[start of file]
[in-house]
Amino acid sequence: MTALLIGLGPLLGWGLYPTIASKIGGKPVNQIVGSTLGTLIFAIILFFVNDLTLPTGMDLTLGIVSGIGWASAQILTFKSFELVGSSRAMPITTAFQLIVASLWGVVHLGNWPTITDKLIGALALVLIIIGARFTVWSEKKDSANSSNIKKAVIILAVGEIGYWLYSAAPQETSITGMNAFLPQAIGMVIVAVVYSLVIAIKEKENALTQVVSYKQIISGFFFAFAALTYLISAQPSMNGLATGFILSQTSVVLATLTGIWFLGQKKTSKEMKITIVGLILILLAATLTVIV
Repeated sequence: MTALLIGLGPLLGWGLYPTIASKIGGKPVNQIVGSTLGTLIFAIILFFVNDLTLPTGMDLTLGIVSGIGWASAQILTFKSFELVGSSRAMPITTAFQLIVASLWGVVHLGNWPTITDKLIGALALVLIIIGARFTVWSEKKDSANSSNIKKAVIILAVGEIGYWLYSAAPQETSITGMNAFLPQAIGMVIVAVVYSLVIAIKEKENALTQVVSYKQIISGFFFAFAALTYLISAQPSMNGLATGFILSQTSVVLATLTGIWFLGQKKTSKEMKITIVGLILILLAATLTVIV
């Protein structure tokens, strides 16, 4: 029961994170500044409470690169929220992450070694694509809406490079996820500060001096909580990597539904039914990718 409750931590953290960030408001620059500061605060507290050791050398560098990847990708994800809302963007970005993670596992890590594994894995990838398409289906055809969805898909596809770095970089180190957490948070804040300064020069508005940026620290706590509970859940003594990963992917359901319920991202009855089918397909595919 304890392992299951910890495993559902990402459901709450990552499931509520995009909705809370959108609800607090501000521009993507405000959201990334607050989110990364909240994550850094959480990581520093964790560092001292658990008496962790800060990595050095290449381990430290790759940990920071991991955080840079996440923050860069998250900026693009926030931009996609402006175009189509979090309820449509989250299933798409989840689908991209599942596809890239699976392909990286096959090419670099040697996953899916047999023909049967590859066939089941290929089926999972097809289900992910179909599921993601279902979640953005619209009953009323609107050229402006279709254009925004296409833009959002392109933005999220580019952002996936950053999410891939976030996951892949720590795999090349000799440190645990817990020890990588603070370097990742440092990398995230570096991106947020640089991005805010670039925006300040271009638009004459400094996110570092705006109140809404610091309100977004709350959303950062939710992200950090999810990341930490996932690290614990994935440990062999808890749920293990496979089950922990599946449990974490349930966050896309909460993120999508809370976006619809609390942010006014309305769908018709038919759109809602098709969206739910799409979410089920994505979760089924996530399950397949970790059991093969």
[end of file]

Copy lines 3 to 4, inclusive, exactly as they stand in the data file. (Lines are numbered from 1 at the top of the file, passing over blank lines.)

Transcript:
Repeated sequence: MTALLIGLGPLLGWGLYPTIASKIGGKPVNQIVGSTLGTLIFAIILFFVNDLTLPTGMDLTLGIVSGIGWASAQILTFKSFELVGSSRAMPITTAFQLIVASLWGVVHLGNWPTITDKLIGALALVLIIIGARFTVWSEKKDSANSSNIKKAVIILAVGEIGYWLYSAAPQETSITGMNAFLPQAIGMVIVAVVYSLVIAIKEKENALTQVVSYKQIISGFFFAFAALTYLISAQPSMNGLATGFILSQTSVVLATLTGIWFLGQKKTSKEMKITIVGLILILLAATLTVIV
């Protein structure tokens, strides 16, 4: 029961994170500044409470690169929220992450070694694509809406490079996820500060001096909580990597539904039914990718 409750931590953290960030408001620059500061605060507290050791050398560098990847990708994800809302963007970005993670596992890590594994894995990838398409289906055809969805898909596809770095970089180190957490948070804040300064020069508005940026620290706590509970859940003594990963992917359901319920991202009855089918397909595919 304890392992299951910890495993559902990402459901709450990552499931509520995009909705809370959108609800607090501000521009993507405000959201990334607050989110990364909240994550850094959480990581520093964790560092001292658990008496962790800060990595050095290449381990430290790759940990920071991991955080840079996440923050860069998250900026693009926030931009996609402006175009189509979090309820449509989250299933798409989840689908991209599942596809890239699976392909990286096959090419670099040697996953899916047999023909049967590859066939089941290929089926999972097809289900992910179909599921993601279902979640953005619209009953009323609107050229402006279709254009925004296409833009959002392109933005999220580019952002996936950053999410891939976030996951892949720590795999090349000799440190645990817990020890990588603070370097990742440092990398995230570096991106947020640089991005805010670039925006300040271009638009004459400094996110570092705006109140809404610091309100977004709350959303950062939710992200950090999810990341930490996932690290614990994935440990062999808890749920293990496979089950922990599946449990974490349930966050896309909460993120999508809370976006619809609390942010006014309305769908018709038919759109809602098709969206739910799409979410089920994505979760089924996530399950397949970790059991093969």